Your browser is no longer supported

For the best possible experience using our website we recommend you upgrade to a newer version or another browser.

Your browser appears to have cookies disabled. For the best experience of this website, please enable cookies in your browser

We'll assume we have your consent to use cookies, for example so you won't need to log in each time you visit our site.
Learn more

The Gallery | 125 years of the escalator

The humble escalator is celebrating its 125th birthday after the first one was installed in New York in 1893.

Escalators were invented by Jesse Reno and patented on 15 March 1892. The first was known as an “incline elevator” and was installed at the Old Iron Pier at Coney Island in New York City on 16 January 1893. The moving staircase transported passengers on a conveyor belt at a 25° angle and traveled 2.1m.

The escalator ran for two weeks at the Old Pier before moving to the Brooklyn Bridge. It is estimated 75,000 passengers during its stay at the Old Pier.

According to escalator manufacturer Thyssenkrupp today over 100bn people use escalators in America alone each year.

Did you know…

  • The Central-Mid-Levels escalator is the world’s longest escalator at almost 800m long. It is a mix of stepped and flat moving walkways and is installed in Hong Kong.
  • Some escalators have been designed for Royalty and include a “Royal mode”, a personal stop start button for the King or Queen.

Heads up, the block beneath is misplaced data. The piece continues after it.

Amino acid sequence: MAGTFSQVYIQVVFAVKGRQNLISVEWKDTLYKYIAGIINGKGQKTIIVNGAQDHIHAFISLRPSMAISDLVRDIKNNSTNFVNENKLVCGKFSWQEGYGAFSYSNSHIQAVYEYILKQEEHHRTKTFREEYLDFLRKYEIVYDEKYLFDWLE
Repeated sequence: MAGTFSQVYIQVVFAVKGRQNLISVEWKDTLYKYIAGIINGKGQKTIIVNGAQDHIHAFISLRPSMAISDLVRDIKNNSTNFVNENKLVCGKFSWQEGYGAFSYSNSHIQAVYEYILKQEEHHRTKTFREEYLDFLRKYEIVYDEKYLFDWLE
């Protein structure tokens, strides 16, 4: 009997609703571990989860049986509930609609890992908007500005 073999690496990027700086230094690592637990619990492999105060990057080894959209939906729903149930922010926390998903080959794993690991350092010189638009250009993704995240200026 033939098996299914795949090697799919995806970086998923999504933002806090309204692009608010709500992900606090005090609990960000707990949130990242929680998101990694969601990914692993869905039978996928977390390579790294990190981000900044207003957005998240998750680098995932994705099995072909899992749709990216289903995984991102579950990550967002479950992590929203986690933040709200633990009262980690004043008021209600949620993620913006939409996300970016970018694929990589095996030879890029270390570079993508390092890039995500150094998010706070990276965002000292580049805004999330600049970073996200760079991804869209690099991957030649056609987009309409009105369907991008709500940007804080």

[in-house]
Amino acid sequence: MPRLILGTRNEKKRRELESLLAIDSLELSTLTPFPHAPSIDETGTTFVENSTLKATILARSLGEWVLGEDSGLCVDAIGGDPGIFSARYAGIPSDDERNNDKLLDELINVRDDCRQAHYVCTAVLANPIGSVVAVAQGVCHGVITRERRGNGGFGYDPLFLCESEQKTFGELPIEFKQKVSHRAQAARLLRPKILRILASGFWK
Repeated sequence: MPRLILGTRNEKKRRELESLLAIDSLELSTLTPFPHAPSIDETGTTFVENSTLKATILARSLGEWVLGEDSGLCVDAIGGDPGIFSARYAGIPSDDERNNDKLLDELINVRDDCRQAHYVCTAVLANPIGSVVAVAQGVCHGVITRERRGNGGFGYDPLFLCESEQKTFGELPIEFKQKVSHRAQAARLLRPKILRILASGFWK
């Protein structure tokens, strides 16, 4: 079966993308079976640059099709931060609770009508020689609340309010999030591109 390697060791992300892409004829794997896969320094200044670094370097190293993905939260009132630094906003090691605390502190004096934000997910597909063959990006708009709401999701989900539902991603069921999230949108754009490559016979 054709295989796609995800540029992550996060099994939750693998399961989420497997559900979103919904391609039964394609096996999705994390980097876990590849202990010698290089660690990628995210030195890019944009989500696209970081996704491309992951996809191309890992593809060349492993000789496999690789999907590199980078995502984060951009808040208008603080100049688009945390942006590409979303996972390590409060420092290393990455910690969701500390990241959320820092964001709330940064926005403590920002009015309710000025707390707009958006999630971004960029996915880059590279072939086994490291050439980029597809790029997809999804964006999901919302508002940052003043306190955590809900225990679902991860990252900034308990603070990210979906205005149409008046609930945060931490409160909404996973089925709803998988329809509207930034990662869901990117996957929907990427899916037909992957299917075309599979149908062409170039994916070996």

• In hot countries, cooling units can be built into the handrails so passengers don’t burn their hands as they hold on.
  • The fastest escalators installed by Thyssenkrupp can go at up to 0.9m/s and can be found in metro stations in Prague and Russia.
  • The average life span of an escalator is around 20 to 30 years before it needs modernisation or repair.
  • All escalators are tailor made for their position. There are basic structures, but configurations such as height, width, angle of inclination, speed, motor, or energy efficiency can be varied according to the customer requirements.

Tags

Have your say

You must sign in to make a comment

Please remember that the submission of any material is governed by our Terms and Conditions and by submitting material you confirm your agreement to these Terms and Conditions. Please note comments made online may also be published in the print edition of New Civil Engineer. Links may be included in your comments but HTML is not permitted.

Related Jobs